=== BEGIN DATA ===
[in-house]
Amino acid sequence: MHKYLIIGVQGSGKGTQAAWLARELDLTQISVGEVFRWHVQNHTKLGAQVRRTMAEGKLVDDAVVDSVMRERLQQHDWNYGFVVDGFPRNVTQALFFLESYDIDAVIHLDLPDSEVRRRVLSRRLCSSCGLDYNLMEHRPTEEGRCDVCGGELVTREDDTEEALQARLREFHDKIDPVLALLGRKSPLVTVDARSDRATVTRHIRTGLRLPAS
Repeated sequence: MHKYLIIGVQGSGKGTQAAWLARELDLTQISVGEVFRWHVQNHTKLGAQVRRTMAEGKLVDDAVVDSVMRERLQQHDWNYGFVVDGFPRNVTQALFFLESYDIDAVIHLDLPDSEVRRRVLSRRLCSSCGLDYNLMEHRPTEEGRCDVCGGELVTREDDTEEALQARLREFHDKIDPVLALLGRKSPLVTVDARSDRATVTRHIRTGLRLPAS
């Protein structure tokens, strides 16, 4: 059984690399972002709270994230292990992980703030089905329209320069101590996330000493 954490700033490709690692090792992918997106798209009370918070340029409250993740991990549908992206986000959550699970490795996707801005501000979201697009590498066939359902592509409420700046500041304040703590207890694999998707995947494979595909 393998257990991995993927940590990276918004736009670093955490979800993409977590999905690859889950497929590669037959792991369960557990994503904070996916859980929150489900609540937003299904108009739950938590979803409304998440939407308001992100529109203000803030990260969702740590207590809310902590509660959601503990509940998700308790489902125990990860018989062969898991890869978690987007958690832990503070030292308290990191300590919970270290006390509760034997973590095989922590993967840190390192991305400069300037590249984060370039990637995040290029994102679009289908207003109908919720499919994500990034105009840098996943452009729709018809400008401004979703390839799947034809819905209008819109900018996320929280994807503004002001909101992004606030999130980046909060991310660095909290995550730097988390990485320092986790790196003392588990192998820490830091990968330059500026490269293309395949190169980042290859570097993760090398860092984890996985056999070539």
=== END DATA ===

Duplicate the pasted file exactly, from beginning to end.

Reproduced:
[in-house]
Amino acid sequence: MHKYLIIGVQGSGKGTQAAWLARELDLTQISVGEVFRWHVQNHTKLGAQVRRTMAEGKLVDDAVVDSVMRERLQQHDWNYGFVVDGFPRNVTQALFFLESYDIDAVIHLDLPDSEVRRRVLSRRLCSSCGLDYNLMEHRPTEEGRCDVCGGELVTREDDTEEALQARLREFHDKIDPVLALLGRKSPLVTVDARSDRATVTRHIRTGLRLPAS
Repeated sequence: MHKYLIIGVQGSGKGTQAAWLARELDLTQISVGEVFRWHVQNHTKLGAQVRRTMAEGKLVDDAVVDSVMRERLQQHDWNYGFVVDGFPRNVTQALFFLESYDIDAVIHLDLPDSEVRRRVLSRRLCSSCGLDYNLMEHRPTEEGRCDVCGGELVTREDDTEEALQARLREFHDKIDPVLALLGRKSPLVTVDARSDRATVTRHIRTGLRLPAS
């Protein structure tokens, strides 16, 4: 059984690399972002709270994230292990992980703030089905329209320069101590996330000493 954490700033490709690692090792992918997106798209009370918070340029409250993740991990549908992206986000959550699970490795996707801005501000979201697009590498066939359902592509409420700046500041304040703590207890694999998707995947494979595909 393998257990991995993927940590990276918004736009670093955490979800993409977590999905690859889950497929590669037959792991369960557990994503904070996916859980929150489900609540937003299904108009739950938590979803409304998440939407308001992100529109203000803030990260969702740590207590809310902590509660959601503990509940998700308790489902125990990860018989062969898991890869978690987007958690832990503070030292308290990191300590919970270290006390509760034997973590095989922590993967840190390192991305400069300037590249984060370039990637995040290029994102679009289908207003109908919720499919994500990034105009840098996943452009729709018809400008401004979703390839799947034809819905209008819109900018996320929280994807503004002001909101992004606030999130980046909060991310660095909290995550730097988390990485320092986790790196003392588990192998820490830091990968330059500026490269293309395949190169980042290859570097993760090398860092984890996985056999070539």